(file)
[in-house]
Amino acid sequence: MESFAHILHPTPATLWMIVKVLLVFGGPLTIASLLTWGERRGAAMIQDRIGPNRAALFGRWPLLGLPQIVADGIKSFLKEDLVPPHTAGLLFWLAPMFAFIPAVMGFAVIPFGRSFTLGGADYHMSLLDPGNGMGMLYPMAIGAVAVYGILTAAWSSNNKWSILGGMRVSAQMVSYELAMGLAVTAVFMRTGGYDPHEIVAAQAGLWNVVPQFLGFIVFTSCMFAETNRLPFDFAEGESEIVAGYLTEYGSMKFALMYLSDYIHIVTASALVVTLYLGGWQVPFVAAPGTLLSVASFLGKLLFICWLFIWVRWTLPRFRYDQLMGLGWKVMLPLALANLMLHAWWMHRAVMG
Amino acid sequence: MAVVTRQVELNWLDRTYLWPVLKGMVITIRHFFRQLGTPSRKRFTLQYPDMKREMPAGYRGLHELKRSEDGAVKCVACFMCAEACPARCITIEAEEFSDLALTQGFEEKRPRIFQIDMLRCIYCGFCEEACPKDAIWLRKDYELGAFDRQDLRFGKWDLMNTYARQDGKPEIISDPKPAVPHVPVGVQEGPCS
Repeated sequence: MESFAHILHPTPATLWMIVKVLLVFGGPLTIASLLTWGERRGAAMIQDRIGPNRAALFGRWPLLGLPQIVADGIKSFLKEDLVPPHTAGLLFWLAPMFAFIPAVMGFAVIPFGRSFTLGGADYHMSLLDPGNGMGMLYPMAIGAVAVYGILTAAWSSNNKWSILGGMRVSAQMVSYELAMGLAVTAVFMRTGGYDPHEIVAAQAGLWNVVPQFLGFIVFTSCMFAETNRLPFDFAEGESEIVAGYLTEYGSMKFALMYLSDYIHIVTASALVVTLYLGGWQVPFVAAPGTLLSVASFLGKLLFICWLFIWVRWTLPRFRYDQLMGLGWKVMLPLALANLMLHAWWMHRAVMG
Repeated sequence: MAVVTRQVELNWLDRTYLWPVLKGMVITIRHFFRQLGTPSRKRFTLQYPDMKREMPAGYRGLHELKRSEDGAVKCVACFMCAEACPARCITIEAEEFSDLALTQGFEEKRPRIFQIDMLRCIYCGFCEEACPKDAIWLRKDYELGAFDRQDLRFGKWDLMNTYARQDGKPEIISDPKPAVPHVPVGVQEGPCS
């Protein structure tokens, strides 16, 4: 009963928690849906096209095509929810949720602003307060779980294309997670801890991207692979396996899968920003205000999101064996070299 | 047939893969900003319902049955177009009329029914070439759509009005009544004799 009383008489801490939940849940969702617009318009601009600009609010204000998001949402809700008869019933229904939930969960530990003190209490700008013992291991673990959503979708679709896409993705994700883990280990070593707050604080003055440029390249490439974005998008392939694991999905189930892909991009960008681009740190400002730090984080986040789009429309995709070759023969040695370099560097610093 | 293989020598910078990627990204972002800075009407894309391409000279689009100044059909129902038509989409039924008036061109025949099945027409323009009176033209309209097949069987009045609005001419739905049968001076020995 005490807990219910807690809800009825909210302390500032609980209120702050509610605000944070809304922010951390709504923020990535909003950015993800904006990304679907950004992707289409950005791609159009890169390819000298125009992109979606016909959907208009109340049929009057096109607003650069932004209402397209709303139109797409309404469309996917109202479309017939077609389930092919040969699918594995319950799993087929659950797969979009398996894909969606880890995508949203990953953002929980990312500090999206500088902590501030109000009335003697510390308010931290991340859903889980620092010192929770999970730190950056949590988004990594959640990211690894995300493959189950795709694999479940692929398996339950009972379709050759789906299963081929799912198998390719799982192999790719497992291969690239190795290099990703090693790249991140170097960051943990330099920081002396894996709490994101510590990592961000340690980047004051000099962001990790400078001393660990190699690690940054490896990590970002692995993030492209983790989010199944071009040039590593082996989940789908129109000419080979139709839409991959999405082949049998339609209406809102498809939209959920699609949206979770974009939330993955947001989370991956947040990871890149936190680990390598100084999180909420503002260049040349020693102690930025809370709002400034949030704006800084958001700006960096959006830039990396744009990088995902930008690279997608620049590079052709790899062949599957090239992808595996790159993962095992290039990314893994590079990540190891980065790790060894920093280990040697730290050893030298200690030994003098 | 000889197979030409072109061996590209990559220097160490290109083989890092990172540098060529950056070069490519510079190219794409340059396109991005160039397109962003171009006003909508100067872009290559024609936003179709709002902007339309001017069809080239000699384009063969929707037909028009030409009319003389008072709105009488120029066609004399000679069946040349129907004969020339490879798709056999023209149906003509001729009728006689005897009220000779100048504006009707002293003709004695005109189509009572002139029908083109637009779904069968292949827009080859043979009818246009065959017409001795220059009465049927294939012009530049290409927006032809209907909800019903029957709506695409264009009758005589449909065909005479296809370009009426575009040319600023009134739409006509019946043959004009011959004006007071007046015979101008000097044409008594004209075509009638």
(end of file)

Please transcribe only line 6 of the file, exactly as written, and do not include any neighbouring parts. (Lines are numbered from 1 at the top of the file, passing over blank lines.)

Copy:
């Protein structure tokens, strides 16, 4: 009963928690849906096209095509929810949720602003307060779980294309997670801890991207692979396996899968920003205000999101064996070299 | 047939893969900003319902049955177009009329029914070439759509009005009544004799 009383008489801490939940849940969702617009318009601009600009609010204000998001949402809700008869019933229904939930969960530990003190209490700008013992291991673990959503979708679709896409993705994700883990280990070593707050604080003055440029390249490439974005998008392939694991999905189930892909991009960008681009740190400002730090984080986040789009429309995709070759023969040695370099560097610093 | 293989020598910078990627990204972002800075009407894309391409000279689009100044059909129902038509989409039924008036061109025949099945027409323009009176033209309209097949069987009045609005001419739905049968001076020995 005490807990219910807690809800009825909210302390500032609980209120702050509610605000944070809304922010951390709504923020990535909003950015993800904006990304679907950004992707289409950005791609159009890169390819000298125009992109979606016909959907208009109340049929009057096109607003650069932004209402397209709303139109797409309404469309996917109202479309017939077609389930092919040969699918594995319950799993087929659950797969979009398996894909969606880890995508949203990953953002929980990312500090999206500088902590501030109000009335003697510390308010931290991340859903889980620092010192929770999970730190950056949590988004990594959640990211690894995300493959189950795709694999479940692929398996339950009972379709050759789906299963081929799912198998390719799982192999790719497992291969690239190795290099990703090693790249991140170097960051943990330099920081002396894996709490994101510590990592961000340690980047004051000099962001990790400078001393660990190699690690940054490896990590970002692995993030492209983790989010199944071009040039590593082996989940789908129109000419080979139709839409991959999405082949049998339609209406809102498809939209959920699609949206979770974009939330993955947001989370991956947040990871890149936190680990390598100084999180909420503002260049040349020693102690930025809370709002400034949030704006800084958001700006960096959006830039990396744009990088995902930008690279997608620049590079052709790899062949599957090239992808595996790159993962095992290039990314893994590079990540190891980065790790060894920093280990040697730290050893030298200690030994003098 | 000889197979030409072109061996590209990559220097160490290109083989890092990172540098060529950056070069490519510079190219794409340059396109991005160039397109962003171009006003909508100067872009290559024609936003179709709002902007339309001017069809080239000699384009063969929707037909028009030409009319003389008072709105009488120029066609004399000679069946040349129907004969020339490879798709056999023209149906003509001729009728006689005897009220000779100048504006009707002293003709004695005109189509009572002139029908083109637009779904069968292949827009080859043979009818246009065959017409001795220059009465049927294939012009530049290409927006032809209907909800019903029957709506695409264009009758005589449909065909005479296809370009009426575009040319600023009134739409006509019946043959004009011959004006007071007046015979101008000097044409008594004209075509009638």